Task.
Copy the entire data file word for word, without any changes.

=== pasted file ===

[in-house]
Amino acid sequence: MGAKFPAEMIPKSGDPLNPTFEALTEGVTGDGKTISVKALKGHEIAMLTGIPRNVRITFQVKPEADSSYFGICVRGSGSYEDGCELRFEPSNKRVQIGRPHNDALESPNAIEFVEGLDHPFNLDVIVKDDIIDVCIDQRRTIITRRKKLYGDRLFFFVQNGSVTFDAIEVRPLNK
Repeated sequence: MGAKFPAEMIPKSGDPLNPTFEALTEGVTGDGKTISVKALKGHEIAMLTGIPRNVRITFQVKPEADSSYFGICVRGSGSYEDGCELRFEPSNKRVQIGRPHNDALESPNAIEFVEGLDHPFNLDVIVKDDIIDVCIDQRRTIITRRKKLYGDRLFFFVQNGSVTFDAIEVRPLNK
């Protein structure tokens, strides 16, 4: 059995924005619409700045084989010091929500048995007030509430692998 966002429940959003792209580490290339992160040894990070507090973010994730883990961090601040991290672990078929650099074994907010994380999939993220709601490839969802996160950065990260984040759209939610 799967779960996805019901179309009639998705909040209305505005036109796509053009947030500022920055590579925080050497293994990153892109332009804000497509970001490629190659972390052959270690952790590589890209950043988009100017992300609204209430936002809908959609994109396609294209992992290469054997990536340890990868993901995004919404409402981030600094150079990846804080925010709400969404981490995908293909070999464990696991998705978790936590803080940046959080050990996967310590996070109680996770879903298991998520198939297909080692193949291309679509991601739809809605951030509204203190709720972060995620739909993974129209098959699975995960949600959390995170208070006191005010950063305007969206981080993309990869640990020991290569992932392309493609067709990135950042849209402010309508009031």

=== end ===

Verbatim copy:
[in-house]
Amino acid sequence: MGAKFPAEMIPKSGDPLNPTFEALTEGVTGDGKTISVKALKGHEIAMLTGIPRNVRITFQVKPEADSSYFGICVRGSGSYEDGCELRFEPSNKRVQIGRPHNDALESPNAIEFVEGLDHPFNLDVIVKDDIIDVCIDQRRTIITRRKKLYGDRLFFFVQNGSVTFDAIEVRPLNK
Repeated sequence: MGAKFPAEMIPKSGDPLNPTFEALTEGVTGDGKTISVKALKGHEIAMLTGIPRNVRITFQVKPEADSSYFGICVRGSGSYEDGCELRFEPSNKRVQIGRPHNDALESPNAIEFVEGLDHPFNLDVIVKDDIIDVCIDQRRTIITRRKKLYGDRLFFFVQNGSVTFDAIEVRPLNK
């Protein structure tokens, strides 16, 4: 059995924005619409700045084989010091929500048995007030509430692998 966002429940959003792209580490290339992160040894990070507090973010994730883990961090601040991290672990078929650099074994907010994380999939993220709601490839969802996160950065990260984040759209939610 799967779960996805019901179309009639998705909040209305505005036109796509053009947030500022920055590579925080050497293994990153892109332009804000497509970001490629190659972390052959270690952790590589890209950043988009100017992300609204209430936002809908959609994109396609294209992992290469054997990536340890990868993901995004919404409402981030600094150079990846804080925010709400969404981490995908293909070999464990696991998705978790936590803080940046959080050990996967310590996070109680996770879903298991998520198939297909080692193949291309679509991601739809809605951030509204203190709720972060995620739909993974129209098959699975995960949600959390995170208070006191005010950063305007969206981080993309990869640990020991290569992932392309493609067709990135950042849209402010309508009031």